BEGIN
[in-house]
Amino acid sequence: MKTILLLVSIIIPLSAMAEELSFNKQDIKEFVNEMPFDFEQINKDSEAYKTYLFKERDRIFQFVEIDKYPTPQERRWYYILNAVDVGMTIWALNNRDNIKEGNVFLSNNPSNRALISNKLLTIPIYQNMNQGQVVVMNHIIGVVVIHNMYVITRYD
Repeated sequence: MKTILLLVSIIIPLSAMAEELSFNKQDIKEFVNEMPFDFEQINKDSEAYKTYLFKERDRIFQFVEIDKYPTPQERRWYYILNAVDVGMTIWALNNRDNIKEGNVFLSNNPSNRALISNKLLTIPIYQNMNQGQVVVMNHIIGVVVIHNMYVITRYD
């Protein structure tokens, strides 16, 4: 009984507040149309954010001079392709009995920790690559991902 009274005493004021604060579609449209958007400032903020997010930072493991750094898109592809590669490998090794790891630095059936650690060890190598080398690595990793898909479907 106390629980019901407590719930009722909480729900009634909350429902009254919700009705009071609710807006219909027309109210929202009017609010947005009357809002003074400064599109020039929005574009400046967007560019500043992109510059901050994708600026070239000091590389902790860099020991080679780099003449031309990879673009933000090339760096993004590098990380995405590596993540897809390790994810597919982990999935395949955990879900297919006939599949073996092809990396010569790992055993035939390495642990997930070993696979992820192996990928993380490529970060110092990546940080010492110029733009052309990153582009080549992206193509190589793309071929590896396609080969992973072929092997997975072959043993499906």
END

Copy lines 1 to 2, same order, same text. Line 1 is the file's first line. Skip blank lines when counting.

[in-house]
Amino acid sequence: MKTILLLVSIIIPLSAMAEELSFNKQDIKEFVNEMPFDFEQINKDSEAYKTYLFKERDRIFQFVEIDKYPTPQERRWYYILNAVDVGMTIWALNNRDNIKEGNVFLSNNPSNRALISNKLLTIPIYQNMNQGQVVVMNHIIGVVVIHNMYVITRYD